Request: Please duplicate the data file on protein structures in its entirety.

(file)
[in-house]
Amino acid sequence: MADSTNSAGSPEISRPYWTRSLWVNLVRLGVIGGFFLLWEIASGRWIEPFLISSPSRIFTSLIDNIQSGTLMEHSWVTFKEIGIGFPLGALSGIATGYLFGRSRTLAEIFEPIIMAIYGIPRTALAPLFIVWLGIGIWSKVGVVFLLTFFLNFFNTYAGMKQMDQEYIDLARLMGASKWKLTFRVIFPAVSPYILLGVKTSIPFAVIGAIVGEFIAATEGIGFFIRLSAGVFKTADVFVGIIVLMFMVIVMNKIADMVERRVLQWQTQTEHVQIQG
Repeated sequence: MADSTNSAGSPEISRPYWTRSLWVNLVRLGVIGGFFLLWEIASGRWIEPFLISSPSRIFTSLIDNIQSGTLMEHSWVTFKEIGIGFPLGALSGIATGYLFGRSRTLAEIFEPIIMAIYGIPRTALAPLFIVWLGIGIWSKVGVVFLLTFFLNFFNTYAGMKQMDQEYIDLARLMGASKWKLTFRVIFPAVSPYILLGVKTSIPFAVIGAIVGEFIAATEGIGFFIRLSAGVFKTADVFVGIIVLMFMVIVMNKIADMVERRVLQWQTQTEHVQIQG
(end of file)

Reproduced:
[in-house]
Amino acid sequence: MADSTNSAGSPEISRPYWTRSLWVNLVRLGVIGGFFLLWEIASGRWIEPFLISSPSRIFTSLIDNIQSGTLMEHSWVTFKEIGIGFPLGALSGIATGYLFGRSRTLAEIFEPIIMAIYGIPRTALAPLFIVWLGIGIWSKVGVVFLLTFFLNFFNTYAGMKQMDQEYIDLARLMGASKWKLTFRVIFPAVSPYILLGVKTSIPFAVIGAIVGEFIAATEGIGFFIRLSAGVFKTADVFVGIIVLMFMVIVMNKIADMVERRVLQWQTQTEHVQIQG
Repeated sequence: MADSTNSAGSPEISRPYWTRSLWVNLVRLGVIGGFFLLWEIASGRWIEPFLISSPSRIFTSLIDNIQSGTLMEHSWVTFKEIGIGFPLGALSGIATGYLFGRSRTLAEIFEPIIMAIYGIPRTALAPLFIVWLGIGIWSKVGVVFLLTFFLNFFNTYAGMKQMDQEYIDLARLMGASKWKLTFRVIFPAVSPYILLGVKTSIPFAVIGAIVGEFIAATEGIGFFIRLSAGVFKTADVFVGIIVLMFMVIVMNKIADMVERRVLQWQTQTEHVQIQG